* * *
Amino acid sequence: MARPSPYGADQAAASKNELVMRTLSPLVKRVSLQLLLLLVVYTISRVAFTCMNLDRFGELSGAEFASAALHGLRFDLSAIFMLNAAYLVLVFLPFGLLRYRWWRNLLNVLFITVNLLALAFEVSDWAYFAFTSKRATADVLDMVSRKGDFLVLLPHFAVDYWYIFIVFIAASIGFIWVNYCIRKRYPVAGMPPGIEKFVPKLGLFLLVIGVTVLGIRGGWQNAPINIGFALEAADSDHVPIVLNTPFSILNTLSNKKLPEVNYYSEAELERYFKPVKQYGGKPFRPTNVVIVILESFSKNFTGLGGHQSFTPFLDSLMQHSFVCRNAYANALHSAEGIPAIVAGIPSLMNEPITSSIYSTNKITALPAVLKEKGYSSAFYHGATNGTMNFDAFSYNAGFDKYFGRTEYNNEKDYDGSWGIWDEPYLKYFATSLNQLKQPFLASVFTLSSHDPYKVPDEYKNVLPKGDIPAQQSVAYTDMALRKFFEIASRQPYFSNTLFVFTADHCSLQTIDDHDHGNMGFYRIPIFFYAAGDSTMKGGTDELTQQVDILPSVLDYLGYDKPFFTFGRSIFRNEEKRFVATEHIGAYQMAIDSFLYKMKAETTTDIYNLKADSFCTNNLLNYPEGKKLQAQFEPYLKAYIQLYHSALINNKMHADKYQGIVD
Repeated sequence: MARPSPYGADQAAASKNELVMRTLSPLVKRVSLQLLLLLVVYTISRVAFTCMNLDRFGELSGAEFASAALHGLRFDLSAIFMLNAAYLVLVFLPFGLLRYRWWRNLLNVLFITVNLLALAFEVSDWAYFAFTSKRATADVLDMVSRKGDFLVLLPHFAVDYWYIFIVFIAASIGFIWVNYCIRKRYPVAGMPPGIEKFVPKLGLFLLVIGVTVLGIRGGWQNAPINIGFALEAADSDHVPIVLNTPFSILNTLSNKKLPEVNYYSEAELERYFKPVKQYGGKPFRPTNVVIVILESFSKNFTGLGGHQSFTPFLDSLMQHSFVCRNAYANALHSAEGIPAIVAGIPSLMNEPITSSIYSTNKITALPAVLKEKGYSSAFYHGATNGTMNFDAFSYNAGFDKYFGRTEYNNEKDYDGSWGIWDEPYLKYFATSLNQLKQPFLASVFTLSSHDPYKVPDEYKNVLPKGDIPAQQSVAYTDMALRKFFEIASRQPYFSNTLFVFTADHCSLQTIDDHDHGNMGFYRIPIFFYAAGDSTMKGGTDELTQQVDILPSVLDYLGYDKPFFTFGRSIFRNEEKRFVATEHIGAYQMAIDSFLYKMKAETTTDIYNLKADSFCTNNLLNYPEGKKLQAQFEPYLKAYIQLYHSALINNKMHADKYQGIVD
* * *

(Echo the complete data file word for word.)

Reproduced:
Amino acid sequence: MARPSPYGADQAAASKNELVMRTLSPLVKRVSLQLLLLLVVYTISRVAFTCMNLDRFGELSGAEFASAALHGLRFDLSAIFMLNAAYLVLVFLPFGLLRYRWWRNLLNVLFITVNLLALAFEVSDWAYFAFTSKRATADVLDMVSRKGDFLVLLPHFAVDYWYIFIVFIAASIGFIWVNYCIRKRYPVAGMPPGIEKFVPKLGLFLLVIGVTVLGIRGGWQNAPINIGFALEAADSDHVPIVLNTPFSILNTLSNKKLPEVNYYSEAELERYFKPVKQYGGKPFRPTNVVIVILESFSKNFTGLGGHQSFTPFLDSLMQHSFVCRNAYANALHSAEGIPAIVAGIPSLMNEPITSSIYSTNKITALPAVLKEKGYSSAFYHGATNGTMNFDAFSYNAGFDKYFGRTEYNNEKDYDGSWGIWDEPYLKYFATSLNQLKQPFLASVFTLSSHDPYKVPDEYKNVLPKGDIPAQQSVAYTDMALRKFFEIASRQPYFSNTLFVFTADHCSLQTIDDHDHGNMGFYRIPIFFYAAGDSTMKGGTDELTQQVDILPSVLDYLGYDKPFFTFGRSIFRNEEKRFVATEHIGAYQMAIDSFLYKMKAETTTDIYNLKADSFCTNNLLNYPEGKKLQAQFEPYLKAYIQLYHSALINNKMHADKYQGIVD
Repeated sequence: MARPSPYGADQAAASKNELVMRTLSPLVKRVSLQLLLLLVVYTISRVAFTCMNLDRFGELSGAEFASAALHGLRFDLSAIFMLNAAYLVLVFLPFGLLRYRWWRNLLNVLFITVNLLALAFEVSDWAYFAFTSKRATADVLDMVSRKGDFLVLLPHFAVDYWYIFIVFIAASIGFIWVNYCIRKRYPVAGMPPGIEKFVPKLGLFLLVIGVTVLGIRGGWQNAPINIGFALEAADSDHVPIVLNTPFSILNTLSNKKLPEVNYYSEAELERYFKPVKQYGGKPFRPTNVVIVILESFSKNFTGLGGHQSFTPFLDSLMQHSFVCRNAYANALHSAEGIPAIVAGIPSLMNEPITSSIYSTNKITALPAVLKEKGYSSAFYHGATNGTMNFDAFSYNAGFDKYFGRTEYNNEKDYDGSWGIWDEPYLKYFATSLNQLKQPFLASVFTLSSHDPYKVPDEYKNVLPKGDIPAQQSVAYTDMALRKFFEIASRQPYFSNTLFVFTADHCSLQTIDDHDHGNMGFYRIPIFFYAAGDSTMKGGTDELTQQVDILPSVLDYLGYDKPFFTFGRSIFRNEEKRFVATEHIGAYQMAIDSFLYKMKAETTTDIYNLKADSFCTNNLLNYPEGKKLQAQFEPYLKAYIQLYHSALINNKMHADKYQGIVD